Washington (November 4, 2019) – Senator Edward J. Markey (D-Mass.), a member of the Environment and Public Works Committee, which has jurisdiction over the Nuclear Regulatory Commission (NRC), released the following statement after the commissioners approved the Pilgrim Nuclear Power Station from the regulations for emergency planning and preparedness. In September, Senators Markey, Elizabeth Warren (D-Mass.), and Congressman William Keating (MA-09) wrote to the NRC urging it to reject Entergy and Holtec’s request for the plant to be exempted from these critical safety regulations.
Today’s NRC decision means Pilgrim is exempt from regulations that require the maintenance of offsite emergency response capabilities or procedures for public notification, even before all of the spent nuclear fuel is moved into dry cask storage. Pilgrim’s nuclear spent radioactive fuel pool was designed to hold 880 fuel assemblies, but today it holds more than 2,300 – more than two and a half times that number.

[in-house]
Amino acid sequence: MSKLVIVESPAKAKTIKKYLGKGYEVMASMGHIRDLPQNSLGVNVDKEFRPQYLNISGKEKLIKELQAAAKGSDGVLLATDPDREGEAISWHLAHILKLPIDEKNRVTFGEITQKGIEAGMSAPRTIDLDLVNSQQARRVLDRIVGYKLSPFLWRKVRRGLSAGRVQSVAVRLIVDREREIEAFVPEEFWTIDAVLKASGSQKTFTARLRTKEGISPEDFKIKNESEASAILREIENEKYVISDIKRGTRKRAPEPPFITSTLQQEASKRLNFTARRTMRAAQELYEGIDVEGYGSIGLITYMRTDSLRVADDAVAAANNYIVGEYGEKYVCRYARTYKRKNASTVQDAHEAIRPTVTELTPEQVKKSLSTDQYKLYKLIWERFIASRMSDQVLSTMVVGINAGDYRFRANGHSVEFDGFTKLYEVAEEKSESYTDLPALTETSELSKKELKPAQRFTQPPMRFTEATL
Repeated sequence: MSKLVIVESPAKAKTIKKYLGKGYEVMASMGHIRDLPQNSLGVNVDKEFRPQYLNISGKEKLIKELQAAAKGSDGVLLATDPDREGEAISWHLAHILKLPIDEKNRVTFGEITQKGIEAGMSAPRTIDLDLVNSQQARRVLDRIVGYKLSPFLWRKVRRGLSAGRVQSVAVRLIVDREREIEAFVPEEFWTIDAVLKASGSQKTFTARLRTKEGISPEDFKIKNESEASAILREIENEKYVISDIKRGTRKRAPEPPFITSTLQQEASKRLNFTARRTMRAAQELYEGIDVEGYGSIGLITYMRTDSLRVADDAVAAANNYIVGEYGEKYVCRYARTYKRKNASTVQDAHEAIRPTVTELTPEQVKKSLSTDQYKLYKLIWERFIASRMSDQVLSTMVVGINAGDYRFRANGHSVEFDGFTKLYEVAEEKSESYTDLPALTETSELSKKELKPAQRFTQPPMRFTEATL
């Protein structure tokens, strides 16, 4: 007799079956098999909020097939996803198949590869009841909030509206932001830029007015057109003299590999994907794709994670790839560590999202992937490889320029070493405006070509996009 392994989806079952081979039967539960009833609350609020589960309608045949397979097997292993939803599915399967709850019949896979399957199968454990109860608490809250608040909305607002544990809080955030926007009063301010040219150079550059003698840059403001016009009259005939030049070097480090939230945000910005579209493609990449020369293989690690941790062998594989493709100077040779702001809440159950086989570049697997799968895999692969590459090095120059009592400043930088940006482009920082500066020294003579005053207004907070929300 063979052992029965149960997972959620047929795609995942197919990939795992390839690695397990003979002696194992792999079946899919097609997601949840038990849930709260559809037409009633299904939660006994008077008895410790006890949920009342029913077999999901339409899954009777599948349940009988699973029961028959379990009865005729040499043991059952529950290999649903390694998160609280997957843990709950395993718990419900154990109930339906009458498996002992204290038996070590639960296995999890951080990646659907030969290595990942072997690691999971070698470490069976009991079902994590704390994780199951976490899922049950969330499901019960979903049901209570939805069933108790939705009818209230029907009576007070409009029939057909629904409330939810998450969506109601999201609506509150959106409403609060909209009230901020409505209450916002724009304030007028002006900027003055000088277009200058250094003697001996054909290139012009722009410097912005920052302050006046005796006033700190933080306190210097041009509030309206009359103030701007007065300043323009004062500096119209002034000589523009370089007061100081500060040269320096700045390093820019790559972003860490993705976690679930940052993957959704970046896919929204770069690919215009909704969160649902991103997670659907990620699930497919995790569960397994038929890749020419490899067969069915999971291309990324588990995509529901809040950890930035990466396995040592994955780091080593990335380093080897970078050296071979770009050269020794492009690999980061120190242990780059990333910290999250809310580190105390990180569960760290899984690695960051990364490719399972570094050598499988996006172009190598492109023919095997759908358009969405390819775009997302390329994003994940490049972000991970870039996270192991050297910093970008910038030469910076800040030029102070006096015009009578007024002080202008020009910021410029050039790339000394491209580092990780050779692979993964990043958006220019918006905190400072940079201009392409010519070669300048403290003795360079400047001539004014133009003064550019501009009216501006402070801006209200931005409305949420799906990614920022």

“Pilgrim should not get an exemption for key emergency preparedness and planning regulations while dangerous nuclear spent fuel is still cooling in open pools and threatening local residents,” said Senator Markey. “The NRC’s decision is shocking but not surprising to all of us who have watched how the public’s concerns have been consistently ignored during the decommissioning process at the Pilgrim plant. I plan to reintroduce legislation that would correct this wrong, move nuclear fuel into safer dry cask storage, and ensure that key protections remain for Plymouth any community living in proximity to nuclear waste.”
In 2017, the NRC granted an exemption that removed requirements for Pilgrim to implement safety upgrades that would work to avoid a Fukushima-style disaster.